The difference between clicker training and other reward based training methods is that with the clicker training method the dog immediately understands which action has resulted in his receiving the reward. As he hears the click, as the correct action is performed, he immediately receives the reward.

The clicker is a more positive way of training than the spoken word simply because the dog will very rarely hear the “click” at any other time, except when training, but he hears spoken words all the time, most of which he does not understand.

You need to exercise a little patience when you first start, but most dogs will start to understand after hearing the click 5 or 6 times. You will know when your dog understands, as he will look up at you when you click.

Start by going somewhere quiet so your dog is not distracted by other noises. Arm your-self with some really tasty treats, that are not usually given to him, like very small pieces of roast beef or chicken, cheese, liver or hot dogs. Use your clicker and give him a treat, do this say, three times so that he associates the click with a treat. Should your dog be of a very nervous disposition, and is frightened of the click then muffle it by putting it in your pocket to begin with. You can start by playing games. Have his toys with you. Throw one and as he picks it up “click” and reward.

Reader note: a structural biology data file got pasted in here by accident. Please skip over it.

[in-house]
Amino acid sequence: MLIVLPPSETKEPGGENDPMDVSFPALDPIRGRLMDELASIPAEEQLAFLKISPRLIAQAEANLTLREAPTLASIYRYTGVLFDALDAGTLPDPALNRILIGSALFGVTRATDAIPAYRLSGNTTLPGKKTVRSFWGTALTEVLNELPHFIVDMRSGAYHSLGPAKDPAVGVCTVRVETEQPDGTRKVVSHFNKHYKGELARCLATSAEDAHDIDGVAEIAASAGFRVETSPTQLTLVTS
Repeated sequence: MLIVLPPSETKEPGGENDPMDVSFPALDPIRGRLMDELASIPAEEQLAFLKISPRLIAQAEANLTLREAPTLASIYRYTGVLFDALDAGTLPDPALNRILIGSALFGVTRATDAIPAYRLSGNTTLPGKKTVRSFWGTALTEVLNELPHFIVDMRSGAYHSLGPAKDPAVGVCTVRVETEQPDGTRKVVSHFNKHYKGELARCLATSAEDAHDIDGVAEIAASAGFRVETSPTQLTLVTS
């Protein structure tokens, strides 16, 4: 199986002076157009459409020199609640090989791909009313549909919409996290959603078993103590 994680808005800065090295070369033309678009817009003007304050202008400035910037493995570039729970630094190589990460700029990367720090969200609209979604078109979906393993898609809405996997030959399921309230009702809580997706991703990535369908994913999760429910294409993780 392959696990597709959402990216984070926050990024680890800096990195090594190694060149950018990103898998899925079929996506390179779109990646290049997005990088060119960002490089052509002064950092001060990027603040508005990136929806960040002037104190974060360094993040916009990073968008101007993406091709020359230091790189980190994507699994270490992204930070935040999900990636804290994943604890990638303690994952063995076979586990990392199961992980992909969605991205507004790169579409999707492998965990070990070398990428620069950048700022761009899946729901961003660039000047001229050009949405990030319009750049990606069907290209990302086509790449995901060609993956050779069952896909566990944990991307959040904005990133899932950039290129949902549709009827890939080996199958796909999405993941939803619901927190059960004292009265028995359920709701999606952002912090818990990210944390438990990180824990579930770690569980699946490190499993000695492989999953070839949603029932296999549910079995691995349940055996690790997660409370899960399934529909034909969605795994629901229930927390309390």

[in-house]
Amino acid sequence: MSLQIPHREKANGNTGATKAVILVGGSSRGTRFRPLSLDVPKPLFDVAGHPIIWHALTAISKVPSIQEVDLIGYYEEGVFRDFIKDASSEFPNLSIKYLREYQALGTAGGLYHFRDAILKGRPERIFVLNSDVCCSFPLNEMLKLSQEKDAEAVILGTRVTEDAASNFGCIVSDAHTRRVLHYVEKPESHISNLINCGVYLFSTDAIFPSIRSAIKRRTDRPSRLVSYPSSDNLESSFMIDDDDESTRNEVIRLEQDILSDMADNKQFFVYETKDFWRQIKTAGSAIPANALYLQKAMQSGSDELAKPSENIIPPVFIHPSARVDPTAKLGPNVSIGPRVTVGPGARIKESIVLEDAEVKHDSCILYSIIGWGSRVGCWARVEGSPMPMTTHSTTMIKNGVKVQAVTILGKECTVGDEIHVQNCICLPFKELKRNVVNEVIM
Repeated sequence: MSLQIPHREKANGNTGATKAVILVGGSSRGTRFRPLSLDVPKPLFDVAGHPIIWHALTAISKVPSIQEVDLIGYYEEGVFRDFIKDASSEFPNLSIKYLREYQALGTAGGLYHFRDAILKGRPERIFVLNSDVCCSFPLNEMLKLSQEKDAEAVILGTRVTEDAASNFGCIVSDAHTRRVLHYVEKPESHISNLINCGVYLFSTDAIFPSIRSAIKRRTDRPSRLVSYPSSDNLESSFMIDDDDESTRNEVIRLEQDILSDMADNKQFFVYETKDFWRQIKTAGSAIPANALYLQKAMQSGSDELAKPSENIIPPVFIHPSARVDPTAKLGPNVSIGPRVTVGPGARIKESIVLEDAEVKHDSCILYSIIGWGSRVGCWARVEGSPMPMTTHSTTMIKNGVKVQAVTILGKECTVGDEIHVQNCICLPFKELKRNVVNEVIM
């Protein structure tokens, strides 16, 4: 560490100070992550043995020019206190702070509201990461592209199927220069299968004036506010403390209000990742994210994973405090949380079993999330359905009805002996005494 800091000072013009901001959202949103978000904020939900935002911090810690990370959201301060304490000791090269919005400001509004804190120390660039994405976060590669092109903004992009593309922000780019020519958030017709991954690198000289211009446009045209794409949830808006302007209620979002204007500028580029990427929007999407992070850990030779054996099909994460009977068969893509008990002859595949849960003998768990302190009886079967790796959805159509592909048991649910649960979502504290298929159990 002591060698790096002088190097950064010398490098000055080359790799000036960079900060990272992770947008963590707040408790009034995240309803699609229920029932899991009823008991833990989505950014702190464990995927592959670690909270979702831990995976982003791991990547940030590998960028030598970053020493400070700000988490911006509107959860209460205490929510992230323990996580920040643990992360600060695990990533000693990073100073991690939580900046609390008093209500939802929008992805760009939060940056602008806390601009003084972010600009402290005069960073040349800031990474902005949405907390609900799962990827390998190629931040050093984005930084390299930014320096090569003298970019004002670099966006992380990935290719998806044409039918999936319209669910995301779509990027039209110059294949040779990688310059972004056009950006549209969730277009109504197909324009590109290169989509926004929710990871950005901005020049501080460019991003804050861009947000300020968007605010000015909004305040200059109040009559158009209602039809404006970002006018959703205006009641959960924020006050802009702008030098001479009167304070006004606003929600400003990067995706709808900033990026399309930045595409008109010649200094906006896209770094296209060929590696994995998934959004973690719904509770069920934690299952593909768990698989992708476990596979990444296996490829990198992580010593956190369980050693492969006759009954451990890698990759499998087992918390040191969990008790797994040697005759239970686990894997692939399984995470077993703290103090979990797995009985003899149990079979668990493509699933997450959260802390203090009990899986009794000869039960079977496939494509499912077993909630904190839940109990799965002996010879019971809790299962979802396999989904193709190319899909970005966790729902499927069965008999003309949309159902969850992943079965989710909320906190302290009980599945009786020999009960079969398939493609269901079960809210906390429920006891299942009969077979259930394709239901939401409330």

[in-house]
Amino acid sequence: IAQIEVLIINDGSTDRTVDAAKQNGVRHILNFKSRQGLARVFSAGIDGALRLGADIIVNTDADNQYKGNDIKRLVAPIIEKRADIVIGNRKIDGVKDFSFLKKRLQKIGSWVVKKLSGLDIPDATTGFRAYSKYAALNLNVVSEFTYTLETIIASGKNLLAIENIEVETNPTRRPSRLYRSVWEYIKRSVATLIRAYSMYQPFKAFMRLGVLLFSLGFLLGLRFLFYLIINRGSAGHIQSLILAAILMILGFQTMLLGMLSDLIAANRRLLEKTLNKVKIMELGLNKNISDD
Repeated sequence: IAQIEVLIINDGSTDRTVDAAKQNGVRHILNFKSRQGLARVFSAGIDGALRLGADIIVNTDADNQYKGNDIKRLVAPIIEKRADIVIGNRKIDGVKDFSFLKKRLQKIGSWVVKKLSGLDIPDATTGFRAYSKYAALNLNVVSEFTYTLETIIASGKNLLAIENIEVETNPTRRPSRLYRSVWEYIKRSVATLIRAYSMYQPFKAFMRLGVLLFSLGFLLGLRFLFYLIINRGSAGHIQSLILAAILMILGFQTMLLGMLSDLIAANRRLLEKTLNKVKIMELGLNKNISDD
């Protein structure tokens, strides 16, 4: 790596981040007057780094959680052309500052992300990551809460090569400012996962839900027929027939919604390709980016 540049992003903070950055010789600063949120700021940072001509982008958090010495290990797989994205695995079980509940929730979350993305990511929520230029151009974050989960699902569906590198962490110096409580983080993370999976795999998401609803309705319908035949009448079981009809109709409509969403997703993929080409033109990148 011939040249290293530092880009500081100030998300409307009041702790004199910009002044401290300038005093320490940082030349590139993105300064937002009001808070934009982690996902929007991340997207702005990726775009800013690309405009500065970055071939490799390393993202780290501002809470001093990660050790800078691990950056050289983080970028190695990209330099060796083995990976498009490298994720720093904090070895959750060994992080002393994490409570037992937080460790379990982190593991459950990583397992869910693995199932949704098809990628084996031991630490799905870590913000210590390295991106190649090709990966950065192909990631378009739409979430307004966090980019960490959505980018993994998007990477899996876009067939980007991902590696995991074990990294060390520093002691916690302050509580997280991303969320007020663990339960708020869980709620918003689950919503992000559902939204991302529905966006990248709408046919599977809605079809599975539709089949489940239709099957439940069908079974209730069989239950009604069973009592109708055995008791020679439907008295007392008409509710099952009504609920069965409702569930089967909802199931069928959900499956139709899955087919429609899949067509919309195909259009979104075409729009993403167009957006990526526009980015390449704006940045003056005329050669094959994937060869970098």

Once you know that your dog understands you can start using words to go with the action. After a short while you can introduce the words “ fetch” and “give” as he performs these tasks, click and reward.

You have to wait for the action you want.
Mark that behaviour by clicking.
Reward the behaviour.
He then quickly learns what is required of him.

You can also teach him to react to hand signals, in the same way. Once you get to this stage you only reward him when he has responded to your commands, you no longer reward him when he performs the action without the command.